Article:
Saturday, September 30, 2006

“An American Story”

James 2:1-10; Mk. 7:24-37[1]

In the 1997 movie, “The Devil’s Own,” Brad Pitt plays an Irish terrorist named Frankie McGuire who comes to the US to buy missiles for the IRA. He’s provided a cover identity and hooked up with an honest, Irish-American cop named Tom O’Meara, played by Harrison Ford. When the cop begins to put the pieces together and figures out who McGuire really is, he decides to bring McGuire in alive. At the tragic ending, McGuire tells him, “Don’t look for a happy ending. It’s not an American Story, it’s an Irish Story.”

It’s not an American story. We like happy endings, where the good guys win and the bad guys lose. We like it when the underdog rises up to succeed against all odds. What that means, I think, is we assume that poverty is not a truly American story. We assume that anyone can pull themselves up with enough hard work, and that anyone who is poor just hasn’t tried hard enough. That may have worked at one time, but the reality of urban life in the new millennium is that it doesn’t any more. There are millions of hard-working people who live in poverty.

Unfortunately, our visions of what God is doing in our world tend to be utopian rather than concrete. In part, focusing on those “other worldly” dimensions of God’s Kingdom lets us off the hook. When we keep our thoughts on streets of gold we don’t have to worry about the streets of asphalt around us. Jesus didn’t take that approach to the Kingdom of God. He proclaimed God’s reign—here and now, not just in the sweet by and by. And he made the Kingdom scandalously concrete—it means justice for the oppressed, mercy for the poor, and release for the captives.

Why this emphasis on the poor, on mercy, and on justice? One of the major points of Jesus’ ministry was to call the people of Israel back to God’s design for living life. That’s what justice is about in the Bible. Justice is not about making laws, keeping laws, and enforcing laws. It’s about living life the way it ought to be lived in relationship with God. Over and over again, the Bible insists that those who love God and will love others, and they will show it by practicing justice and mercy toward the destitute.[2]

Jesus’ expectations for those who claimed to have experienced the blessings of God’s kingdom were no different. What was new was that Jesus said God had begun to establish his reign once and for all, which means that God had begun to do something restore life to the way it ought to be—right here and right now.

The crowds who followed Jesus were mostly made up of common people. They didn’t know where their daily bread was coming from today, let alone tomorrow or next week. They literally had one set of clothes—an inner and an outer garment. They crammed an entire family into a room the size of my bedroom at home. They were disenfranchised and disempowered and hopeless. They were beaten down and constantly deprived of basic human dignity.

The disenfranchised and disempowered are still with us. 80% of the world’s population lives at a level below $2000 per year. Most of own something we don’t absolutely need that costs that much! In the US, the census bureau says that a family of 4 living on less than $20,000 is living in poverty. By their measures, there are about 40 million people living in poverty in this country. Who are they? Seniors who cannot work and only receive a meager income from social security. Children living in households run by single mothers. Couples who work but only make minimum wage (2 people working full time at minimum wage of $5.15/hour would not bring home $20,000 a year!).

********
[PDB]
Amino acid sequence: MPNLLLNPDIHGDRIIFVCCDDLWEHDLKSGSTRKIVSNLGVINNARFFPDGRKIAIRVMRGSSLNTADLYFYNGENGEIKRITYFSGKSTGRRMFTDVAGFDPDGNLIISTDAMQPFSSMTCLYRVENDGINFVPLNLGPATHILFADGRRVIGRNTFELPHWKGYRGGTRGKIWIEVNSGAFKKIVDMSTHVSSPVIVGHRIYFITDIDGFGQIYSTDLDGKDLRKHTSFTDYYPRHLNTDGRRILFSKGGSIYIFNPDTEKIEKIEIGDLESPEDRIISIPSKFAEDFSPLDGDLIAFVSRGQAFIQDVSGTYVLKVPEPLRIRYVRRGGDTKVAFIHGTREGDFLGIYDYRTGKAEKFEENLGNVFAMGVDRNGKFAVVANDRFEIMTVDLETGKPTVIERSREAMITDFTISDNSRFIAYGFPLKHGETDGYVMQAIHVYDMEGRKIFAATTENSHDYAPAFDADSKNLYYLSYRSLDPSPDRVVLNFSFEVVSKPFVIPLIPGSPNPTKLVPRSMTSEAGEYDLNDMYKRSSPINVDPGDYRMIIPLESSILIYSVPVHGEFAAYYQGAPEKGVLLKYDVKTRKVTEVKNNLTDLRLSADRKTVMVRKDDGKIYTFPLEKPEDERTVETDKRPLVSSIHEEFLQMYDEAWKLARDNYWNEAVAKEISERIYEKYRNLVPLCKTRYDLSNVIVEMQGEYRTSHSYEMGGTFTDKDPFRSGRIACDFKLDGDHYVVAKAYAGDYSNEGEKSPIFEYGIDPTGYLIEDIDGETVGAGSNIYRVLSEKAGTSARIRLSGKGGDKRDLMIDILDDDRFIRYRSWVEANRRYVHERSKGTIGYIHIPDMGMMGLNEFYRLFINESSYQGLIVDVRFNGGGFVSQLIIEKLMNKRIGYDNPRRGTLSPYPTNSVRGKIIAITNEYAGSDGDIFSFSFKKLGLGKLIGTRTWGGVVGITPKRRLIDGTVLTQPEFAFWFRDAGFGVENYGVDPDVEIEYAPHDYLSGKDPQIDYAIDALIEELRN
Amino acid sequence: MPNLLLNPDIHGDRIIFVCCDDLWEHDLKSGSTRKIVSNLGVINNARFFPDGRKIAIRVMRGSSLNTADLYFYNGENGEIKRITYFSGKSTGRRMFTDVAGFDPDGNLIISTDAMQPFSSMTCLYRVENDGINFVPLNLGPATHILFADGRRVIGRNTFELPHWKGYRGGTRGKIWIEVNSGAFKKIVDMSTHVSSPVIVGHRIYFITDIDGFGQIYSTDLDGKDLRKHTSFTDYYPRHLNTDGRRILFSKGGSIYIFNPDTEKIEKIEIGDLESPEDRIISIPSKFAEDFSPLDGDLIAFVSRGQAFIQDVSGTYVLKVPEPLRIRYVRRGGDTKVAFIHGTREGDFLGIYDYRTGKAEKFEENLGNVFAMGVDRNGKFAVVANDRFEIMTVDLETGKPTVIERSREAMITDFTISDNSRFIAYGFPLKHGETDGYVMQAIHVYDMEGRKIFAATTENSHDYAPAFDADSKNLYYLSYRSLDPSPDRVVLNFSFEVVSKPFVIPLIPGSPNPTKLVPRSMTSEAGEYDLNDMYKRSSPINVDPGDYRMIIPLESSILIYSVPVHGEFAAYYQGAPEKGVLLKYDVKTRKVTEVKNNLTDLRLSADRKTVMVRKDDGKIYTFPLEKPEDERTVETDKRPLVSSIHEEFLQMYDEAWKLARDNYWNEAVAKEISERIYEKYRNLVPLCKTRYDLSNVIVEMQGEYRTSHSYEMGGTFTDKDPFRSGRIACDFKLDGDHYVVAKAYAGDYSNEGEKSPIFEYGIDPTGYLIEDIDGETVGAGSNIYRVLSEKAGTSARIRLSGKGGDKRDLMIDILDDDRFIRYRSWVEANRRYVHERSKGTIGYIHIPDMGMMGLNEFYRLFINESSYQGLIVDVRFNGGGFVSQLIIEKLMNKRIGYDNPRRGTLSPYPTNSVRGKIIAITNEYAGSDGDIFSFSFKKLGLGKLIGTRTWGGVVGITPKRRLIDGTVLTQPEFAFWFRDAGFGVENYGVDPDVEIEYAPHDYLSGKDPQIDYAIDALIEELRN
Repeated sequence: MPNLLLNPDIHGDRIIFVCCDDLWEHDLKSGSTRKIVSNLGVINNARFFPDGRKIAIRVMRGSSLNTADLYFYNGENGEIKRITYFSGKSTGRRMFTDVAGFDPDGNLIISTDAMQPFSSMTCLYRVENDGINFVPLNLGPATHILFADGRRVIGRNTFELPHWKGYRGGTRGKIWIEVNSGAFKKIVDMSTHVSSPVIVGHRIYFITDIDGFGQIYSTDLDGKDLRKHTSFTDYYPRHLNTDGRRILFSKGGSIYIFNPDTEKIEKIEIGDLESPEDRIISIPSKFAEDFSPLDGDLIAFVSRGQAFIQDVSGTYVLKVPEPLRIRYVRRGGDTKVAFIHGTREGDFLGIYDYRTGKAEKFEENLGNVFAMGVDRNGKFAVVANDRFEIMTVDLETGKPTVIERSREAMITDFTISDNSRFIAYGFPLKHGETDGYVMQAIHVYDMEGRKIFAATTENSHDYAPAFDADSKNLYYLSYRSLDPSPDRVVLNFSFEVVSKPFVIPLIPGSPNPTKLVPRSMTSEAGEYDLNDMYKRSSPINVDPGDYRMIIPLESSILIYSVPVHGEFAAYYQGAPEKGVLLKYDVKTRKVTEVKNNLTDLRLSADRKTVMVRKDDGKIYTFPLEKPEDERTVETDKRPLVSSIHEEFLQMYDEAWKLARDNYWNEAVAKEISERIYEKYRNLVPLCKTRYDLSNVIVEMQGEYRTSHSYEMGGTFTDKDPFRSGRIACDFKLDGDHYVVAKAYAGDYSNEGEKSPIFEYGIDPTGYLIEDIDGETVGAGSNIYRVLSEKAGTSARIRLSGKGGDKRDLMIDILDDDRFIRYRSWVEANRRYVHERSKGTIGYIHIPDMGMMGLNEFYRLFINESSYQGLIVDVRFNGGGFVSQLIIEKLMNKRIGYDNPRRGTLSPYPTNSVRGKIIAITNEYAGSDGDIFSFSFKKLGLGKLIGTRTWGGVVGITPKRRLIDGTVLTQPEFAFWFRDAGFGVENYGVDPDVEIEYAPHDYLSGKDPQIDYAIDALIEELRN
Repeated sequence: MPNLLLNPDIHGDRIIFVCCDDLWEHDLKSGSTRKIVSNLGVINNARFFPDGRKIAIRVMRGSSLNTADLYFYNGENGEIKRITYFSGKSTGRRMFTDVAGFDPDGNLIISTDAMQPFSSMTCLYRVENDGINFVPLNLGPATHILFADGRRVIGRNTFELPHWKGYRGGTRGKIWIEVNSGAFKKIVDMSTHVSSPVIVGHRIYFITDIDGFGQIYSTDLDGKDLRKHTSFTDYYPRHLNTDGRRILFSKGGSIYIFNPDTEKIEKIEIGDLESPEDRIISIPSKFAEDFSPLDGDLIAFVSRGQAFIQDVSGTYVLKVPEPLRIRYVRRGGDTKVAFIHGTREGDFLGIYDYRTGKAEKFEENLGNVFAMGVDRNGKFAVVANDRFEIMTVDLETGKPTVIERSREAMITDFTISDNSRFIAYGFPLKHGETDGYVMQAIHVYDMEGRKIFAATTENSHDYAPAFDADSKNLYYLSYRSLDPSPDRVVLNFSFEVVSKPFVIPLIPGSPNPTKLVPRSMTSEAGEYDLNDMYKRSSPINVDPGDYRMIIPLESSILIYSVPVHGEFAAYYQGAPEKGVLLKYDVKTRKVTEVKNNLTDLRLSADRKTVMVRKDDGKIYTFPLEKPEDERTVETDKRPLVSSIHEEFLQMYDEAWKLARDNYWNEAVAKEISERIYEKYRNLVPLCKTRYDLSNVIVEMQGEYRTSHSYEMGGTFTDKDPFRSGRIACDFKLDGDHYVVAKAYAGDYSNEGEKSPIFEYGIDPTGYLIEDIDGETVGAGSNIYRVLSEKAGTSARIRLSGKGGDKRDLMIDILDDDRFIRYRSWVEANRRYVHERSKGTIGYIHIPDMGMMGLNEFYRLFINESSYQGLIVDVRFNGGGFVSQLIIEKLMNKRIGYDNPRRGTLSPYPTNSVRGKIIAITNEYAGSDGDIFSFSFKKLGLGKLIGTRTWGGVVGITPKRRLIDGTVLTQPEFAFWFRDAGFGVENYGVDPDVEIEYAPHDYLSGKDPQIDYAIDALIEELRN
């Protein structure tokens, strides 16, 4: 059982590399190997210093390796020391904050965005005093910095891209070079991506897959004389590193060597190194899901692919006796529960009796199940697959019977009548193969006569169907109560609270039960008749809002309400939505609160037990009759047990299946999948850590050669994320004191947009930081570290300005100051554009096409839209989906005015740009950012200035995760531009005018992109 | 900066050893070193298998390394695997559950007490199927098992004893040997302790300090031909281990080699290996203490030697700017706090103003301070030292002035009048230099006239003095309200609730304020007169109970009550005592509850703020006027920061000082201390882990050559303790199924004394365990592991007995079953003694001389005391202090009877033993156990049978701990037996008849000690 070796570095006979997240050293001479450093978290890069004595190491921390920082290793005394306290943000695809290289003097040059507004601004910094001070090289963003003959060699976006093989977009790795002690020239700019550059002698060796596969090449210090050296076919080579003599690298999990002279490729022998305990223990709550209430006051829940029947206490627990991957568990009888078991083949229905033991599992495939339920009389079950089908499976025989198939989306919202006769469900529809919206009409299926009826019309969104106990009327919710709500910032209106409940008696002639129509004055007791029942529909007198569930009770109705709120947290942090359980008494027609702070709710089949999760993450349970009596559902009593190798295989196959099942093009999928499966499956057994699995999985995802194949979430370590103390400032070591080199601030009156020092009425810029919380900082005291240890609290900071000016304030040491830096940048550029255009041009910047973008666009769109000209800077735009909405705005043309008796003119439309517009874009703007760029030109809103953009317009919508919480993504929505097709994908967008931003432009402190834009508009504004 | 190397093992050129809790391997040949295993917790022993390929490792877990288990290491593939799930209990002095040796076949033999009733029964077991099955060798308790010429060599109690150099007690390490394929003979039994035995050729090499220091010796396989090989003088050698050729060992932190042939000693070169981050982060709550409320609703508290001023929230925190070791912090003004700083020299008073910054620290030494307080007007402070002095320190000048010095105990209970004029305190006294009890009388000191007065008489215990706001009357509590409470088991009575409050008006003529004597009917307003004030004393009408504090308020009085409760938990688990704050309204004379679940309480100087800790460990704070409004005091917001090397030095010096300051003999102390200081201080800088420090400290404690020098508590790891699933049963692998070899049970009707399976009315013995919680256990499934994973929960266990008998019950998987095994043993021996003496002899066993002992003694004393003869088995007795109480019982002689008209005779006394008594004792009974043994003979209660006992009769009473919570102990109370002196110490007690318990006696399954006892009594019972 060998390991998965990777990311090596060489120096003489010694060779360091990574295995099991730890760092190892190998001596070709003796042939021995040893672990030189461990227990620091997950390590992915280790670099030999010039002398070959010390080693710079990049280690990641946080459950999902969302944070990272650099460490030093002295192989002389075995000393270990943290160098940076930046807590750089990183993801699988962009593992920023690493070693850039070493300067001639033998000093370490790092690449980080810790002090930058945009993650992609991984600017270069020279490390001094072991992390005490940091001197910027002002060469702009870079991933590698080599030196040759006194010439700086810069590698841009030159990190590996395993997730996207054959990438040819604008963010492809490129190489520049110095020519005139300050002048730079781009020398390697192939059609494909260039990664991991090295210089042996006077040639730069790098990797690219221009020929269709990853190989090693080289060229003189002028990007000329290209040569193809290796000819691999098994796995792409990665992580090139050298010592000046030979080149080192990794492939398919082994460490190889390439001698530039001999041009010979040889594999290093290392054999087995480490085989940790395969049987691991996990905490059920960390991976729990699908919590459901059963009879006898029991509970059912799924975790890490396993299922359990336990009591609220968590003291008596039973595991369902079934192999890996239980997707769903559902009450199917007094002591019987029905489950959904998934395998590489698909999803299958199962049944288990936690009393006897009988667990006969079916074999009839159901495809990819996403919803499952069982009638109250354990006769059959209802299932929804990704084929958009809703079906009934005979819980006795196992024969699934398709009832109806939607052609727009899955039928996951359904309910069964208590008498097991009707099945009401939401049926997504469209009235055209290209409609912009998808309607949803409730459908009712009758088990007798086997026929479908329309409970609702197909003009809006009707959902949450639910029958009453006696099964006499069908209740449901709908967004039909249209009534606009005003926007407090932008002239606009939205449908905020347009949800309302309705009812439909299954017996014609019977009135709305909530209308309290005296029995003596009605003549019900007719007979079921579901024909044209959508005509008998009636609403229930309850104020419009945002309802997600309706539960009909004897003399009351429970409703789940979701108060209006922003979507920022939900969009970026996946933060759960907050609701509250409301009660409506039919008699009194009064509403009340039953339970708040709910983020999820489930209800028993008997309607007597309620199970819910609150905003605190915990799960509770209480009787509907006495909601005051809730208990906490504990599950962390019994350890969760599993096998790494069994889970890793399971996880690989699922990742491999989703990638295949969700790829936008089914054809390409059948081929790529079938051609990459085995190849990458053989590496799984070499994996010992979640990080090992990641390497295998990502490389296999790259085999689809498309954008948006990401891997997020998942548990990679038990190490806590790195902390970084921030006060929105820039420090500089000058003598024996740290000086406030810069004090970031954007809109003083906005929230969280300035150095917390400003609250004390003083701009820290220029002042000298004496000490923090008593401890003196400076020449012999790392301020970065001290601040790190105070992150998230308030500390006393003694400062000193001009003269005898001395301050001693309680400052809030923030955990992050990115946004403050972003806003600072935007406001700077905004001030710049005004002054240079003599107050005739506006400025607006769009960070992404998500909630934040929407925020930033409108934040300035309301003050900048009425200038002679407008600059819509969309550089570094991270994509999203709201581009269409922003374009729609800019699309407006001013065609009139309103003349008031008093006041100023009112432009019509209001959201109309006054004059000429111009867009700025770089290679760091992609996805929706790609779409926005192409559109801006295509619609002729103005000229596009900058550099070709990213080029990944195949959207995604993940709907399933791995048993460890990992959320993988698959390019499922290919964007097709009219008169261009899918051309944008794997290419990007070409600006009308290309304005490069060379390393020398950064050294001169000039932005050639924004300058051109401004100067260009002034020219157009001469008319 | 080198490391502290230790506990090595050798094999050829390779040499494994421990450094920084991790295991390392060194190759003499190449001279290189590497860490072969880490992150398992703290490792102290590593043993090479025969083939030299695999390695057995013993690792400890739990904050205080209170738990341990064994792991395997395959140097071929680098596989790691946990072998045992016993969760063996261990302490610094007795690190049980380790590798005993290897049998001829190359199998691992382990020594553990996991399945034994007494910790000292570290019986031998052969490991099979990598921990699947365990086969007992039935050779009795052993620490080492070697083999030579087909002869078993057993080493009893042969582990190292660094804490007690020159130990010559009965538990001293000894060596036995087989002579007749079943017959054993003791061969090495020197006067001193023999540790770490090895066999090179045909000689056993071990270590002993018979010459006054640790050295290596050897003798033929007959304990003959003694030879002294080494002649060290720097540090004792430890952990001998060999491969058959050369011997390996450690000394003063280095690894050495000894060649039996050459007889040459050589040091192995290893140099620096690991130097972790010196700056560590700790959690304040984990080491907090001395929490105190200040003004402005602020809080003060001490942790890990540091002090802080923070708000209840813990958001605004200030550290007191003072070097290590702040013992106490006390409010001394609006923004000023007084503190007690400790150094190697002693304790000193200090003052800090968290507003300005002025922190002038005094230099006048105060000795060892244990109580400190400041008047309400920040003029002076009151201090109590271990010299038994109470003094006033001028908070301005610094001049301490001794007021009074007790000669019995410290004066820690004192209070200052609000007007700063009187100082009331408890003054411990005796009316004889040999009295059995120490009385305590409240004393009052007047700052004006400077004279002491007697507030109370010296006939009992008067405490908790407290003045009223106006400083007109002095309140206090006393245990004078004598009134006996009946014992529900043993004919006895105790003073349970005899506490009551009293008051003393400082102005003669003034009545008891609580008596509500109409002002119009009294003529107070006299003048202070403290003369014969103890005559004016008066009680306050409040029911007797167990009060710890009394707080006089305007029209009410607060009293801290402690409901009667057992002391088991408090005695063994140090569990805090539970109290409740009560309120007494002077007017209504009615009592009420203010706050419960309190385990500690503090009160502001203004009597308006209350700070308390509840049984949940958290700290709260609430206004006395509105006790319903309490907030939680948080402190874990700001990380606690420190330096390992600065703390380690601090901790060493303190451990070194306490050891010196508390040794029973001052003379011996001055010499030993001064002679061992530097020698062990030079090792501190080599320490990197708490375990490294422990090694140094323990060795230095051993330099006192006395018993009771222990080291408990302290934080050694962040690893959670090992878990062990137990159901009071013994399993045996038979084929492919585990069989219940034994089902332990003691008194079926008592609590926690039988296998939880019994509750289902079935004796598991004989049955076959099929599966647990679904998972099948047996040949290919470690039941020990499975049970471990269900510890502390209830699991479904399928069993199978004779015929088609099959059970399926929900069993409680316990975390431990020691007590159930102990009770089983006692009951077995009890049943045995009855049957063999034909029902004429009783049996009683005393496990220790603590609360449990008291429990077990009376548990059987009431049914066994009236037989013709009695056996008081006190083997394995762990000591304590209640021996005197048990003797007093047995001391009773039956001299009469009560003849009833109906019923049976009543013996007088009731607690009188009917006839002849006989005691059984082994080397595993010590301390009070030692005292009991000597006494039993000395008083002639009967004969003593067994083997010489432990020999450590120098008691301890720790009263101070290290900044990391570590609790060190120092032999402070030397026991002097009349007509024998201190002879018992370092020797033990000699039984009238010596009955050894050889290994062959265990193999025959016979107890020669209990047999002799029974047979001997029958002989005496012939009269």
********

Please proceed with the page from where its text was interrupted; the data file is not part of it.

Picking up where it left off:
Why should we care? The Bible says we should care because God cares for them. It says we should care because God has shown his care to us. It says we should care because Jesus made it clear that the poor and the destitute are the ones whom God intends to redeem. Jesus offers no theoretical basis for practicing mercy and justice. He doesn’t talk about social contracts or categorical imperatives. The basis for Jesus’ demand for justice is not “fairness.” Fairness presupposes that everyone is on equal footing socially and economically. It tends toward an ethics of “let me take care of myself and you take care of yourself.” I don’t think Jesus would have been satisfied with that.

The basis for the kind of justice Jesus demanded was own life. He set a concrete example of that kind of life by living it out for us. Why should we try to follow his example? There are all kinds of reasons, but ultimately it’s because that’s the way God intended for human life to be.

Part of the problem is that we’re essentially selfish people, interested in our own welfare. We even practice our piety for our own sakes, so we can feel good about ourselves. At root, we have to make a fundamental change to orient our lives toward the welfare of others. Only then will justice become a heart-felt passion for us.

Then we can see the poor as human beings and not look down on them. Then we can see how the tragedy of homelessness is such an affront to God’s justice. Then we can see how our luxuries may mean others are deprived of basic necessities. Then we can see the suffering of those who are oppressed by the power structures that give us preferential treatment. Once our eyes are opened, and we see things from a biblical perspective, it becomes like a “fire in our bones” that cannot be put out unless we do something about it.

[1] A Sermon preached 9/9/06 at First Presbyterian Church, Dickinson, TX.

[2] Richard Hays, The Moral Vision of the New Testament, 451.

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